It is common for sentimentalists to speak of natural selection as the very type of a "merciless law." But who will dare to say with confidence that natural selection is not more merciful, on the whole, than man's vaguely altruistic interferences with the natural course of things? Nature makes incompetence and misery short-lived, and reduces them in every way to a minimum. Man steps in and accuses Nature of cruelty; he tries his own hand, and, lo! thousands and hundreds of thousands are leading a languishing physical and a depraved intellectual and moral existence. The result is not one to be proud of. Man should love his neighbor. Truly; but that does not mean that he should undermine his neighbor's independence, or that he should injure half a dozen neighbors for the sake of benefiting one. As we understand Mr. Smiley, altruism is just as much in need of being kept within the bounds of reason as egoism. He would not discourage generous instincts; but he would oppose the idea that, because an act is altruistic, it must be good and virtuous. All altruism is interference, and interference needs to be justified. As we stated at the outset, people are too much accustomed to think of charity being given out of a surplus that would otherwise not be usefully employed; but that idea tends to disguise the real nature of the question. There is vast need for social reform in the matter of the expenditure of money; and indeed we know of no direction in which a moral crusade is more wanted. If something could be done to check the barbaric extravagance of our wealthy classes and the blamable extravagance of classes that are not wealthy, much good would be done to the whole body of society.
Memory: What it is and how to improve it. By David Kay, F. R. G. S. "International Education Series," Vol. VIII. New York: D. Appleton & Co. Pp. 334. Price, $1.50.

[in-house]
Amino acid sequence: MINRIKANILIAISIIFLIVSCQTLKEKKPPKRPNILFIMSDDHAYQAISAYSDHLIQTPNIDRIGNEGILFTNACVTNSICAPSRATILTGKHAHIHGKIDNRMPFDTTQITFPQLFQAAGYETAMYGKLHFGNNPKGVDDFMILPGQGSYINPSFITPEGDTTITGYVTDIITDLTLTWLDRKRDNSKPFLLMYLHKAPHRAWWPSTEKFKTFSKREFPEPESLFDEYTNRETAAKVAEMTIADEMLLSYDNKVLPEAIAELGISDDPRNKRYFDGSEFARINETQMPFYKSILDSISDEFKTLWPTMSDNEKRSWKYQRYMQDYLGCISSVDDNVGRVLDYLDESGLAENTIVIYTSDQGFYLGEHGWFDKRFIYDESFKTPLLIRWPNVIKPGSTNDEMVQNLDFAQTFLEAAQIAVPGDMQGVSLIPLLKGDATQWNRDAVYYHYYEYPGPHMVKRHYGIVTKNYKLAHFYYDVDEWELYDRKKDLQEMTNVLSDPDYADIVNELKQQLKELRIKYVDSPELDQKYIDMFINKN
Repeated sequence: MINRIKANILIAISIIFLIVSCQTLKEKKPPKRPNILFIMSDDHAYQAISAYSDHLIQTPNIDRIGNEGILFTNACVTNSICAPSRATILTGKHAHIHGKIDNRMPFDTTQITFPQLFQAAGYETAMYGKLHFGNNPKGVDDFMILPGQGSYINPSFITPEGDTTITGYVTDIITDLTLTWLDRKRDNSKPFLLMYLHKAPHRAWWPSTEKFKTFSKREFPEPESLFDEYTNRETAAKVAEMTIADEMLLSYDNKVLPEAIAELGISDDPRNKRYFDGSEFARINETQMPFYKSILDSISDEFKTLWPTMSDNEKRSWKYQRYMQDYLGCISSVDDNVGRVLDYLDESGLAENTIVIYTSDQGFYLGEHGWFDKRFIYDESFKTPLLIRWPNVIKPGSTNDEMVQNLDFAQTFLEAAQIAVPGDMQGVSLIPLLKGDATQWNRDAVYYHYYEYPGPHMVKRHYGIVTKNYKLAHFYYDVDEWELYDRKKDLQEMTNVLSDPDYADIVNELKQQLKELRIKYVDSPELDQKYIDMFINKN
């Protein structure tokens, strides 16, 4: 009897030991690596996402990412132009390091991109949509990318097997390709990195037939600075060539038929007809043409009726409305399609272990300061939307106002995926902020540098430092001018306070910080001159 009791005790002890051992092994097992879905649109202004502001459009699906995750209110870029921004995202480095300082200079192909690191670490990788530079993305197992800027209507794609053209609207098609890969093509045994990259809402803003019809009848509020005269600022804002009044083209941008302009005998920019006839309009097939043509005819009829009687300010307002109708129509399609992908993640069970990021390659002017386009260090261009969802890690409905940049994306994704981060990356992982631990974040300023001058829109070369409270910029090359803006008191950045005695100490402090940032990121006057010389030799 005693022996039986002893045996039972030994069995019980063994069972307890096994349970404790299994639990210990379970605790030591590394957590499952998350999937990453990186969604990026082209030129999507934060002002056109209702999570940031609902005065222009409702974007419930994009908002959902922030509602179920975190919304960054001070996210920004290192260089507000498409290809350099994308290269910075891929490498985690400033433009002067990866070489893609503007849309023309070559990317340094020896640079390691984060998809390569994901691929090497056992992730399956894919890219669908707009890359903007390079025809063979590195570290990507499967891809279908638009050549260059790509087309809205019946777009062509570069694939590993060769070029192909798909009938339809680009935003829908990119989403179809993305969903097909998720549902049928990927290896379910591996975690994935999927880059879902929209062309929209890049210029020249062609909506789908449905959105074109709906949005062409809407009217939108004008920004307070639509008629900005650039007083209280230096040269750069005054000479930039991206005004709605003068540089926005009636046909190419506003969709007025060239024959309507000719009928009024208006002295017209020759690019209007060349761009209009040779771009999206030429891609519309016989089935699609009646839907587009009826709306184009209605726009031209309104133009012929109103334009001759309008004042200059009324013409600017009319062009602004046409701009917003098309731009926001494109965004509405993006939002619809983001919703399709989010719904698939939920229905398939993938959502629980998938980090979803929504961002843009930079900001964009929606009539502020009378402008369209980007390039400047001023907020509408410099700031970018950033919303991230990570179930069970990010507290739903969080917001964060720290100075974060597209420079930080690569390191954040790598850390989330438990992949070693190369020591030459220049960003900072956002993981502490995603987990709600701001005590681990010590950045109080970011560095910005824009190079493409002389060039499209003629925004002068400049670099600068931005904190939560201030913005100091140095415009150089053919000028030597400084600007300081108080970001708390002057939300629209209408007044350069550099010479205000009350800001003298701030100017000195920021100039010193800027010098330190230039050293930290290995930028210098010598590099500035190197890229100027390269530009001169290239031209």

Whatever may be the educational process by which knowledge is gained—observation, reasoning, or passive reception of text-books and lectures—it is retained by the one faculty of memory. This consideration is enough to show the great importance to the educator of a thorough acquaintance with the nature of this faculty and the best means of cultivating it. On the other hand, as Dr. W. T. Harris, the editor of this "Series," points out, the memory, when over-developed, may crowd and cramp the other faculties. It is a familiar statement that much memorizing deadens the power of thought, and it is equally true that the powers of sense-perception, imagination, and will may be paralyzed by the same means. "With an overactive memory we suppose ourselves to see in an object what we remember to have seen in it before, and any new features escape our superficial perception. This is true, too, in the case of imagination, the power which ought to be productive as well as reproductive." Hence the problem is not the simple one of how to strengthen the memory as much as possible, but how to train it so that it shall have its greatest efficiency and yet not interfere with the action of the other faculties. As to guarding against an overactive memory, Dr. Harris says: "The antidote for this baneful effect of memory is to be sought in a method of training that associates effects with causes, and individuals with species; that associates one idea with another through its essential relations, and not by its accidental properties. One must put thought into the act of memory." Beginning with an examination of the nature of memory, Mr. Kay proceeds to point out the connection between mind and matter in general, and especially the influence which bodily conditions have upon mental action; he next discusses the phenomena of sensation, and then describes the formation of mental images and the unconscious action of the mind. The author is convinced that much light is thrown upon the subject of mnemonics by the facts of physiology. "When one performs a set of movements," he says, "for the first time, he may find considerable difficulty in doing so, owing to the unadaptedness of the parts concerned. These parts, however, retain certain traces of what has taken place in them, so that when the movements come to be performed a second time the difficulty attending them is somewhat less." Frequent repetition increases the ease of performance. Similarly sensations leave their traces on our sense-organs; men observe best what they have frequently observed. Recalling to mind an act or sensation is so much like the original experience that, in the author's opinion, the same parts are concerned in the one as in the other, and the traces made by these experiences have something to do in the act of recollection. This view is supported by the recent theory that, in the words of Prof. Bain, "the organ of the mind is not the brain by itself; it is the brain, nerves, muscles, organs of sense, viscera." Our ideas are remembered in the same way, for "every idea in the mind must have entered it by some sense, and, in order to its full and complete recall, it is believed that it must be again projected or imaged in an organ of sense. Even the most abstract of our ideas are abstracts of sensations belonging to some sense which is also concerned in the